Corbett says by inserting these myths into the story he hoped readers might ponder questions like: how much of this is true? Or how much is Anthony embellishing things as he tells the story?
"I was keen for the novel to have this richness that an oral story would have," says Corbett. "I’m interested in Celtic mythology as it was filtered through the Gaelic revival, with people like Augusta Gregory and WB Yeats. I relied largely on my own imagination. However, I did consult one book: an anthology of Gaelic folklore, compiled by TW Rolleston in the early 20th century. But I wanted this to be entirely my own invented folklore."
Corbett says that writers who set out with a vision for a book that has grandiose ambitions to begin with are effectively already destined for failure.
"Writing is such a mysterious process. You don’t know what is going to bubble up and end up in your book," he says.
Or, put another way, one might argue that Corbett is a writer who works out of a modernist tradition, where characters are always unsure of themselves. And the so-called reality they see around them is crumbling with each passing minute. Thus the gap between one’s conscious thoughts and the world they perceive is never really clear.
This small passage from This Is the Way exemplifies this with great clarity:
"I do not know what is meant neither, I only know what my life is now. It is not one thing it is not the other. It is a life of waiting what it is. When you are not moving, when you are not settled, you are waiting. You are watching. But you learn out of it. You learn many things from getting bored. You learn about yourself you do."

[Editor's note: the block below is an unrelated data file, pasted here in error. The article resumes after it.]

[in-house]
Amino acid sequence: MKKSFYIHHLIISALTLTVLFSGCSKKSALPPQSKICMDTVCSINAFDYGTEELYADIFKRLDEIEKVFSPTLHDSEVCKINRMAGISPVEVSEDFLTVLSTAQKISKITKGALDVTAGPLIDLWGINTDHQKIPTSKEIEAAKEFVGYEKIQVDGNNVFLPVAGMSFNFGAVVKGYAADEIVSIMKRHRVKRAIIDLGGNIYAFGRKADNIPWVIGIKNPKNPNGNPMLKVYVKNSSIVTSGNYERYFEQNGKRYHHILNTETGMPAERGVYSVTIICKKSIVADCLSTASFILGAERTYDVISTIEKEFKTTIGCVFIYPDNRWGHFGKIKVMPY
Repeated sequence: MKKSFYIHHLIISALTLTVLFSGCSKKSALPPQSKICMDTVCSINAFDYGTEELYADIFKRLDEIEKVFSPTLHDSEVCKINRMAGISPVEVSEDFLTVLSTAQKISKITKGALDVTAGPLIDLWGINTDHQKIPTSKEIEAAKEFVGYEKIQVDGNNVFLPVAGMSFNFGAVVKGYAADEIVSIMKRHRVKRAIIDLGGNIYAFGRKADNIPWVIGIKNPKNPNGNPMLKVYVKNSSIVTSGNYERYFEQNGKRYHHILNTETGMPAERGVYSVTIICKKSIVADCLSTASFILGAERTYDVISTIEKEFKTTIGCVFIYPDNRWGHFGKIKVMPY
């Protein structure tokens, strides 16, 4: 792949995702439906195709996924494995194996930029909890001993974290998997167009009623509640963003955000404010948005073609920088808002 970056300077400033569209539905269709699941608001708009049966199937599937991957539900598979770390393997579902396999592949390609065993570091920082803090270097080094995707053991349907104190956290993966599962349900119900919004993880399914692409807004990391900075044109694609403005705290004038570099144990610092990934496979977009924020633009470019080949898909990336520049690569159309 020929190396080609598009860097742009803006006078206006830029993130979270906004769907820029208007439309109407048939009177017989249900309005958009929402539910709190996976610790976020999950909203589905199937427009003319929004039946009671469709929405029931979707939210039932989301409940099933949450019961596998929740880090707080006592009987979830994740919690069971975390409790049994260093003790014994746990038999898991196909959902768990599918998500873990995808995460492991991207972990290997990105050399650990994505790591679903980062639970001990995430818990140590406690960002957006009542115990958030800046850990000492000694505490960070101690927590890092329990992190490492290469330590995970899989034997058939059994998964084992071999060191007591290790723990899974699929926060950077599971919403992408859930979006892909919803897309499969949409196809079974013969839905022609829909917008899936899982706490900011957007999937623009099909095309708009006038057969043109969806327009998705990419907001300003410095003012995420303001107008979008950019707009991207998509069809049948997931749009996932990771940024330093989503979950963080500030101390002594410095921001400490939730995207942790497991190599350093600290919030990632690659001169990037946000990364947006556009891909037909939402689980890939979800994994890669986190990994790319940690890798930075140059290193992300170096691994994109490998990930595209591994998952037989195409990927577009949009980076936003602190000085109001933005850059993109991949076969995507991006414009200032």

In this anxious and repetitious babbling, we could just as easily be on the set of Harold Pinter’s The Caretaker, or caught up in the existential monologue of Beckett’s Molloy. Corbett says this minimalist style is a challenging idiom to write in.
"Sticking with a character who has a limited vocabulary instills some discipline in you as a writer. It gives you more propulsion because it is always pointing you in the one direction.
"When a character has a very specific language, it’s almost like method acting."
Corbett strikes me as the kind of writer that will probably never become a literary like say Roddy Doyle, Sebastian Barry, or Colum McCann. But I say this as a compliment.
For want of a better phrase, he is a writer’s writer: someone who is not afraid to take risks and challenge the conventions of literature, and play around with language.
"I don’t care to psychoanalyse myself to know why, but I have never felt part of the mainline," Corbett confesses. "As a result, I’ve always been attracted to art that has been made from outsiders: people who are often mentally deficient and un-self conscious about what they create."
In a literary culture that is saturated in bland mediocrity, authors like Corbett should be encouraged and cherished now more than ever.
Before we leave, I get a brief synopsis of his new book, which he has just finished writing and has provisionally called Green Glowing Skull: It’s about a group of Irish tenors based in New York. Corbett promises that it’s slightly more demented, twisted and surreal than This is the Way.
When he’s not sitting down at his desk, Corbett confesses to being lazy and prone to bouts of procrastination. But when the words begin to appear on the screen, a sense of completeness, or understanding, comes from nowhere. Clarity thus descends from chaos, he admits.
"Most of the time I’m happy to go about the day in a complete daze. But when I sit down to write, and put down my thoughts in words: I get a sense of how I feel about myself and about the world."